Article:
In addition, the government’s price caps that defined both the top and bottom of the ticket price range did not help the sector much. All the incumbents posted losses during the year, with air travel volumes continuing to remain lower than the pre-pandemic levels for the year.
Yet, several players, both existing and new, expanded their hold on the sector. Rakesh Jhunjhunwala-backed Akasa announced its entry in the space, while Jet Airways looked to relaunch itself once again. The Tatas bought out the government’s stake in Air India as well, and will nurse the airline back to health.
Increasing competitive intensity in the sector, lower demand, high fuel cost, and an unfavourable exchange rate for India could spell trouble for the sector in the near term. However, over the longer-term demand is expected to return to pre-Covid levels.
India has a strong comparative advantage in software, and the pandemic has accelerated the growth of software companies. Over the previous year, the Nifty IT index has risen by around 50 per cent as the need for IT solutions rose across the globe.
In addition, the fall of the rupee against the dollar would mean higher revenues for these companies. Apart from traditional service-oriented IT companies, several new-age product-oriented technology companies have become popular among market participants as well.
The public markets rewarded companies such as Nykaa, Policybazaar, Zomato and several others with high valuations. Similarly, the private markets have been attributing high valuations to technology companies as well.
The Securities and Exchange Board of India (SEBI) had initially eased standards to allow new age technology companies to raise money from capital markets. The previous year saw the highest number of technology companies reach the coveted unicorn status in Indian history. Investors expect the trend of an offline to online shift across industries to be a value creator over the long run.
Vertical e-commerce becoming popular among audiences, as compared to horizontal platforms such as Amazon, could be another trend that is likely to continue into 2022. These companies cater to more niche products rather than sell generic products.
Further, the government recognising the need for recognising cryptocurrencies could help regulate the sector and ease concerns. If the crypto markets do well, people are likely to continue trading in the “asset”. Other innovations such as non-fungible tokens have been well received by artists, filmmakers and others as well.
Several Indian start-ups are focusing on building/helping build the “metaverse” as well. Overall, the technology space is likely to grow at a rapid pace in the future as well.
Travel and Tourism
Travel and tourism were among the worst hit sectors in the pandemic, but appears to be recovering, albeit slowly. According to hotel industry experts, room rates and occupancies have risen with demand picking up.
Though many jobs were lost, employment has been growing back to pre-Covid levels in the hospitality sector. A part of the labour force has found employment in newer arenas such as dark kitchens as well.
The sector has turned to innovating with “workcations”, “staycation” and other products launched by hotels and tour organisers. Several industry reports have cited “revenge tourism” as a reason for the high travel momentum as well.
Assuming a devastating third wave does not occur in India, domestic travel demand alone should help the sector do well over time. So far, despite low international travel, domestic travel momentum has continued.
With “fin-tech” becoming a buzzword over the last few years, the sector has been touted as a disruptor to the banking space. According to enthusiasts, these companies are disruptors in a space completely dominated by banks. In India, these companies have only been enablers for existing banks and non-banking financial companies.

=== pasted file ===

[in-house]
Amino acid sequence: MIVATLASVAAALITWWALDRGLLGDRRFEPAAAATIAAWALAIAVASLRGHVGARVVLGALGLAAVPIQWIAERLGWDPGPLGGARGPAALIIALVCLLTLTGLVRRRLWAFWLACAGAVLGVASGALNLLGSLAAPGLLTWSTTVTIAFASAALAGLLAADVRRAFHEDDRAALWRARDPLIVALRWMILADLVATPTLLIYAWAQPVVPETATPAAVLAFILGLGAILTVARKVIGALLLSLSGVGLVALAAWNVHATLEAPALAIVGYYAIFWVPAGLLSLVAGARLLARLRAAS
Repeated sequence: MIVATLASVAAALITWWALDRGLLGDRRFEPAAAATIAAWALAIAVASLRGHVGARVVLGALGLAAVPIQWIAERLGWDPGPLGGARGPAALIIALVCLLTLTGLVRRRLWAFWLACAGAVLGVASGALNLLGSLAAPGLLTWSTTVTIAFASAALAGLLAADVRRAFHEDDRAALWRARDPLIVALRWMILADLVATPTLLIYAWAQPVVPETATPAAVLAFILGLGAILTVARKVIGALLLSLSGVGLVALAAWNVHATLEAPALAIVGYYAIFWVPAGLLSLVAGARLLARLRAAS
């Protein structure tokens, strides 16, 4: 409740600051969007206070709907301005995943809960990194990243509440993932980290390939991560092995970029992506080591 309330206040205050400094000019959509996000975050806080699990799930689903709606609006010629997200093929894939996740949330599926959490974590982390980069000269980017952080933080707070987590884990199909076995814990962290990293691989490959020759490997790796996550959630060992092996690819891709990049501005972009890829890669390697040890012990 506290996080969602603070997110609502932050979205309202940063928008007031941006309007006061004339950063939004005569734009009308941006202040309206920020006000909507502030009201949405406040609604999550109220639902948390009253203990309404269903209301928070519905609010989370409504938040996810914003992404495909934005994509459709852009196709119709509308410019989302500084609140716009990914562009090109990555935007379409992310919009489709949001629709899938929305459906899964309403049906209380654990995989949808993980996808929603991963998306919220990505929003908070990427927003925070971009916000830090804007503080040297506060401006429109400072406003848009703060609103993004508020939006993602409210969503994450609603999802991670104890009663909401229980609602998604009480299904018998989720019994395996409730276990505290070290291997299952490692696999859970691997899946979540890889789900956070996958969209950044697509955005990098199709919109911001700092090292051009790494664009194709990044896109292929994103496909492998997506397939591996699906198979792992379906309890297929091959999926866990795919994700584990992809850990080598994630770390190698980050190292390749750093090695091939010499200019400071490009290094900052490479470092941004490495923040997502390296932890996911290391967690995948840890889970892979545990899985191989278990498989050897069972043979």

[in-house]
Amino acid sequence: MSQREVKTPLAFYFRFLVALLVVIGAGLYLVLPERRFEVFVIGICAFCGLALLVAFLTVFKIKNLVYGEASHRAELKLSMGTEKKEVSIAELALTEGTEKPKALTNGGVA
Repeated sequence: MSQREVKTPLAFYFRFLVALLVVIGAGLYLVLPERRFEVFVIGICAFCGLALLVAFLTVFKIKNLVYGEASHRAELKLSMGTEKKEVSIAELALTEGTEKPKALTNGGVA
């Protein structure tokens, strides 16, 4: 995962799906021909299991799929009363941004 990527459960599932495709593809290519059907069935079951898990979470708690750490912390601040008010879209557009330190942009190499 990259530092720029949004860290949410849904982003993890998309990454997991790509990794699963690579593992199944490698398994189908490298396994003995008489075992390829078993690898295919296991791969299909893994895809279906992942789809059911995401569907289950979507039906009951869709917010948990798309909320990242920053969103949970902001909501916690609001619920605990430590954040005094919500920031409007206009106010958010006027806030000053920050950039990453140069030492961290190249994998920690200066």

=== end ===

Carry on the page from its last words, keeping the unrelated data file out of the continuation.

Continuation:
Fin-tech companies have attempted to convert themselves into a supermarket for financial products. Almost all fin-tech apps offer the following services – lending, brokerage, mutual fund distribution, payments services, e-commerce, ticket booking and others. Buy now pay later (BNPL) is another recently introduced digital variant of the point-of-sale credit. With more granular consumer data, fin-tech firms claim to have an advantage over traditional banks.
The income from these businesses is yet to justify the investments made into the platforms. Ultimately, lending has remained the only option for fin-tech companies. But, with Reserve Bank of India’s regulations, they have to partner up with existing offline lenders in order to lend. Ultimately, incumbent banks and NBFCs remain beneficiaries of the digital lending boom.
Nevertheless, a new report by the Niti Aayog has brought forward the idea of Digital Banks that lend on their own account and earn revenues while maintaining low costs. A digital bank could be a game-changer with lending freedom, low cost of capital, no physical branches, and government support.
As highlighted earlier, crypto is another popular innovation in the fin-tech space. But, whether it finds practical usage beyond being a trading asset remains to be seen.
Banking remains a crucial part of the economy, with its deeply entrenched roots across sectors. The Indian banking system came out of the NPA turmoil a few years back and was immediately thrust into the pandemic.
According to industry data, the NPA situation has remained in control so far. With companies expected to begin the capital expenditure cycle again, healthy banks are likely to do well during the investment cycle.
Another sectoral shift has been the increasing focus on retail lending as compared to corporate lending. With NBFCs and Banks focusing on making, retail loans are higher than the loans made to industry.
At the end of July 2021, retail loans stood at Rs 28.59 trillion as compared to loans extended to corporates which stood at Rs 28.25 trillion. With banks having burnt their fingers with corporate lenders, retail loans are likely to be the focus as loan sizes tend to be much smaller.
Intense competition could lead to lower underwriting standards as well. For instance, RBL has a high proportion of retail loans with high-risk credit card loans. For other banks such as HDFC and ICICI, such risky loans form a much smaller portion of their loan book.
Banks are likely to do well over time, with some stronger banks taking away market share from weaker banks with low underwriting standards.
- RBI ,
- technology ,
- Air India ,
- Adani ,
- reliance ,
- Ola ,
- SEBI ,
- Zomato ,
- Infrastructure ,
- aviation ,
- FinTech ,
- Banking Sector ,
- Tata Group ,
- HDFC ,
- ICICI ,
- EVs ,
- Cryptocurrencies ,
- India Automobile Sector ,
- NBFCs ,
- Ather ,
- India Renewable Energy ,
- travel and tourism ,
- PLI Scheme ,
- Policybazaar ,
- Indian Energy Sector ,
- Semiconductor Industry ,
- Nykaa ,
- Akasa Airline ,
- National Monetisation Pipeline ,
- NFTs ,
- Business in 2022 ,
- National Infrastructure Pipeline (NIP) ,
- Nifty Infra Index ,
- Philadelphia Semiconductor Sector Index ,